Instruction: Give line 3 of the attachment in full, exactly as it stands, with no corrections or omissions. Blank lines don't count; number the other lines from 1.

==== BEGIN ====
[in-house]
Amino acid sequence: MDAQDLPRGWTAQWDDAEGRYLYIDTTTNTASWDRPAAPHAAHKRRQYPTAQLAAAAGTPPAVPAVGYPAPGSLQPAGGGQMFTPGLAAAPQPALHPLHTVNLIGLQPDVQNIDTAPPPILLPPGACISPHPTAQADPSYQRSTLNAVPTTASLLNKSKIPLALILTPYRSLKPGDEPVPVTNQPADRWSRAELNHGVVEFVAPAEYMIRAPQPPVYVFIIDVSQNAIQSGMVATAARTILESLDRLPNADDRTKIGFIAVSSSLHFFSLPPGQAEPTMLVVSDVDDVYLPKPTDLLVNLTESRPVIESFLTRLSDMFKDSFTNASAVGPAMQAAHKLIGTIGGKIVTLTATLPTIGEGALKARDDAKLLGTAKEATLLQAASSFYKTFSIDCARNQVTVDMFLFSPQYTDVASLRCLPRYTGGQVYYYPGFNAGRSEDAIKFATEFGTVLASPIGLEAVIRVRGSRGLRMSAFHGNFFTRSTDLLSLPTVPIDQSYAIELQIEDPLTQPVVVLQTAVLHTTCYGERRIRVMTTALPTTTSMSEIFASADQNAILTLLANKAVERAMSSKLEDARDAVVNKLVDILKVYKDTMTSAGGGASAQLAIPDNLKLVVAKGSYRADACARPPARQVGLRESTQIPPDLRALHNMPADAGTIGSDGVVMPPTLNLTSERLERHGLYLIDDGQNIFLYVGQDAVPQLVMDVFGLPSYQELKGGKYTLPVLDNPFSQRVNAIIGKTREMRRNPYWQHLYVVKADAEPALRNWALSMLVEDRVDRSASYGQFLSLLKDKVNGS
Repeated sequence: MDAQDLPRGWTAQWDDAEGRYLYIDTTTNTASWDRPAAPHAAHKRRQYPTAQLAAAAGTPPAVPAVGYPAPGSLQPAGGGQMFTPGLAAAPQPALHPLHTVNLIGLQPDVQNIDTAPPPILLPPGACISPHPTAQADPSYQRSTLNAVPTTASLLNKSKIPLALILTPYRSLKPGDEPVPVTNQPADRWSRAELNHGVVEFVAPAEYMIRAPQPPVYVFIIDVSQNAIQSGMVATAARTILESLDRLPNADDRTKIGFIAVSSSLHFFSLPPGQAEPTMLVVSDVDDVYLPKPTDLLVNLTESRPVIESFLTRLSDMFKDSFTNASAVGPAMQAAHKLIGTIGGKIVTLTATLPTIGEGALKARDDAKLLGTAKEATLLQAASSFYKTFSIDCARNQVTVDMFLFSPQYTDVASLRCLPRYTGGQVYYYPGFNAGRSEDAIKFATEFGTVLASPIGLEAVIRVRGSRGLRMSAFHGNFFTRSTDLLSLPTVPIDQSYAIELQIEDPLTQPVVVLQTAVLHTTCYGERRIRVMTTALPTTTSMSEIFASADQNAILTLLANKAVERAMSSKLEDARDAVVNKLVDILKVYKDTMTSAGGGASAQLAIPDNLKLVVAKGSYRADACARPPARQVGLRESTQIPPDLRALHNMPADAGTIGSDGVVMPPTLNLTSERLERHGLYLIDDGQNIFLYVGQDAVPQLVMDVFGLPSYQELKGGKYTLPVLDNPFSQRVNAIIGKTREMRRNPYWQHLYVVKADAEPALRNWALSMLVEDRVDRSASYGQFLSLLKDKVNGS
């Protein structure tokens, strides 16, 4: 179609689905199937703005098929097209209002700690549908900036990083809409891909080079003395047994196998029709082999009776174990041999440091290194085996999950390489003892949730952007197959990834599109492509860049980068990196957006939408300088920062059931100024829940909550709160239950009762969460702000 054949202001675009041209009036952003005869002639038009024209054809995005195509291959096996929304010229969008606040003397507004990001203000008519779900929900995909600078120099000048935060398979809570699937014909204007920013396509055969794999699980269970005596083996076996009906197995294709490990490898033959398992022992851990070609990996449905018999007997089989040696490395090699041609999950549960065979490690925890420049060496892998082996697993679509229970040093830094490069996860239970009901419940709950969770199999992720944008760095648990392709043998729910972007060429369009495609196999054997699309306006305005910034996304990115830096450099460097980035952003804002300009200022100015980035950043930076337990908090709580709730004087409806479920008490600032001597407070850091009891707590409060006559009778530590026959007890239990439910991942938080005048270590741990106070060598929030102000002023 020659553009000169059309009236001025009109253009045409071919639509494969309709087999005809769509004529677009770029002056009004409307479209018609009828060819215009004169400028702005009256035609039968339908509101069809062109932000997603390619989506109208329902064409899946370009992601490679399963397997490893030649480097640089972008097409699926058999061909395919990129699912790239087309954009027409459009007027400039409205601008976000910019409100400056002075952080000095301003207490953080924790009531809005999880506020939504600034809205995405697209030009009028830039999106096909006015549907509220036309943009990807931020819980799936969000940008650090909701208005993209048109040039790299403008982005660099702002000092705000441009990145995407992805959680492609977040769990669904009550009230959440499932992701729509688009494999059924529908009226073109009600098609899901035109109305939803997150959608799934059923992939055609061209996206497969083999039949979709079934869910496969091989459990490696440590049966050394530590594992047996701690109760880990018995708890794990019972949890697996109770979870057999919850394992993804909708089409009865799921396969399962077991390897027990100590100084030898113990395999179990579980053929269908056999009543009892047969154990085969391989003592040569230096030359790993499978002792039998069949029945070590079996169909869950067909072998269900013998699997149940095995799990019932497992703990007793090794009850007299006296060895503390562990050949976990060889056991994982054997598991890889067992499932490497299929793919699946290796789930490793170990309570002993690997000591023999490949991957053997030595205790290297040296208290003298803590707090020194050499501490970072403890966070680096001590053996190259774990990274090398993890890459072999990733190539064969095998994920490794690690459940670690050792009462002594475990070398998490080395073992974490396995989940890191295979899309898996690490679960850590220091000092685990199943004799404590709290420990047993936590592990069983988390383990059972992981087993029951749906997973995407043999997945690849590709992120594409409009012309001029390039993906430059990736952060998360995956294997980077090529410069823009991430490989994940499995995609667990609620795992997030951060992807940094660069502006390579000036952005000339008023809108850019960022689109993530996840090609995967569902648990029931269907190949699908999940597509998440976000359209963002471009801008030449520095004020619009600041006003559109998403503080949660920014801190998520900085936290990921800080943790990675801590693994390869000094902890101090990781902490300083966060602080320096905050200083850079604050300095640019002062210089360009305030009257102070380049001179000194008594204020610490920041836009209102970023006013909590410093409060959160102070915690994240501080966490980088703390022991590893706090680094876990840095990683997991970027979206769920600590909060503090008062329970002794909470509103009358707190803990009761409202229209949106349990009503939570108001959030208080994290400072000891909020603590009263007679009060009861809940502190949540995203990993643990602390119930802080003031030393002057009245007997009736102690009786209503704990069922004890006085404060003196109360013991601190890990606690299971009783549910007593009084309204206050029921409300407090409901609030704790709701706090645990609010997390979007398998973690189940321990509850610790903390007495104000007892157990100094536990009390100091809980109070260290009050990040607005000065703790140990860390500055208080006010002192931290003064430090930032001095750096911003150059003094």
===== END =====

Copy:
Repeated sequence: MDAQDLPRGWTAQWDDAEGRYLYIDTTTNTASWDRPAAPHAAHKRRQYPTAQLAAAAGTPPAVPAVGYPAPGSLQPAGGGQMFTPGLAAAPQPALHPLHTVNLIGLQPDVQNIDTAPPPILLPPGACISPHPTAQADPSYQRSTLNAVPTTASLLNKSKIPLALILTPYRSLKPGDEPVPVTNQPADRWSRAELNHGVVEFVAPAEYMIRAPQPPVYVFIIDVSQNAIQSGMVATAARTILESLDRLPNADDRTKIGFIAVSSSLHFFSLPPGQAEPTMLVVSDVDDVYLPKPTDLLVNLTESRPVIESFLTRLSDMFKDSFTNASAVGPAMQAAHKLIGTIGGKIVTLTATLPTIGEGALKARDDAKLLGTAKEATLLQAASSFYKTFSIDCARNQVTVDMFLFSPQYTDVASLRCLPRYTGGQVYYYPGFNAGRSEDAIKFATEFGTVLASPIGLEAVIRVRGSRGLRMSAFHGNFFTRSTDLLSLPTVPIDQSYAIELQIEDPLTQPVVVLQTAVLHTTCYGERRIRVMTTALPTTTSMSEIFASADQNAILTLLANKAVERAMSSKLEDARDAVVNKLVDILKVYKDTMTSAGGGASAQLAIPDNLKLVVAKGSYRADACARPPARQVGLRESTQIPPDLRALHNMPADAGTIGSDGVVMPPTLNLTSERLERHGLYLIDDGQNIFLYVGQDAVPQLVMDVFGLPSYQELKGGKYTLPVLDNPFSQRVNAIIGKTREMRRNPYWQHLYVVKADAEPALRNWALSMLVEDRVDRSASYGQFLSLLKDKVNGS